The South Zone hospitalization rate for the third quarter had increased to 773 from 706 in the second quarter, which itself was higher than the rate of 606 reported in the first quarter of this year.

EMS responses

Lethbridge saw 2,981 EMS responses to opioid-related events in 2020 to date. This is higher than the 2,361 we saw last year, but not as high as the 4,114 we saw in 2018. We saw a drop of 42.6% in EMS responses in 2019 compared to 2018, but an increase of 26.3% in EMS responses so far this year compared to last year.

Lethbridge had the highest EMS response rate in the province in this year’s third quarter. Local EMS responded to 452 opioid-related events per 100,000 between July and September 2020. The next highest community was Edmonton, at 243.

This was also Lethbridge’s second highest quarter during the 5-year reporting period. The only quarter higher was the second quarter of 2018, when it was at a rate of 461 EMS responses per 100,000.

This past July was the month Lethbridge saw the highest EMS response rate since 2016: 691. EMS responses have dropped since then, with August at 400, September at 267, and October at 206.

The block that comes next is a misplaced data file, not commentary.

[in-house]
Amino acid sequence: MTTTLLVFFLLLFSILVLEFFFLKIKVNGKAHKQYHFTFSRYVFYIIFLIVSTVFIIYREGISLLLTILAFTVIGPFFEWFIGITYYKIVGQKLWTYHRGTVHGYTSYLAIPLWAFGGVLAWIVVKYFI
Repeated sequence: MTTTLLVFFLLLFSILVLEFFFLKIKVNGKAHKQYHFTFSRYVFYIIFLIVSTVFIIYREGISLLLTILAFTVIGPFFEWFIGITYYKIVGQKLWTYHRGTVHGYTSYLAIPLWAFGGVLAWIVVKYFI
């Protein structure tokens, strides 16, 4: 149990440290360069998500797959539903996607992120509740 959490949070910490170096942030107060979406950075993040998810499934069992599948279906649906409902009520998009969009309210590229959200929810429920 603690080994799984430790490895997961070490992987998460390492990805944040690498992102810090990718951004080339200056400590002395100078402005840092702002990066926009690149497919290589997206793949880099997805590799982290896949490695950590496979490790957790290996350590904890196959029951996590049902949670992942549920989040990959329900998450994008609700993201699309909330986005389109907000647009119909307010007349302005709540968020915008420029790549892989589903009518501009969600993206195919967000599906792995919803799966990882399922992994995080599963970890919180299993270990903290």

Lethbridge’s average EMS response rate this year was 298.1 per month. Its median rate was 236.5. The average last year was 196.8 per month and the median was 181 per month. In 2018, the average was 342.8 and the median was 343.

Clearly, this year had a lot more responses, but not as many as 2018.

Since the SCS closed down, Lethbridge has seen fewer EMS responses: 267 in September and 206 in October. However, EMS responses are higher than they were during the first 4 months of the year, which varied between 97 and 194.

Supervised consumption

Supervised consumption in Lethbridge was down significantly in the third quarter of this year.

The Lethbridge SCS saw 5,640 visits in the third quarter from 237 unique visitors: a rate of 23.8 visits per visitor in the quarter, or an average of 7.9 visits per visitor per month.

The Lethbridge Overdose Prevention Site reported 1,309 visits in the same quarter, from 119 unique visitors: a rate of 11 visits per visitor. It opened on 17 August 2020, which gives it a monthly visit rate of about 7.3 per visitor.

The SCS saw 12,101 visits in the second quarter of 2020 and 58,719 visits in the first, from 255 and 439 visitors, respectively. Compare these numbers to the other quarters it was operational.

VisitsVisitorsQuarter rateMonthly rate
Q1 20182,37523710.03.3
Q2 201824,46438064.421.5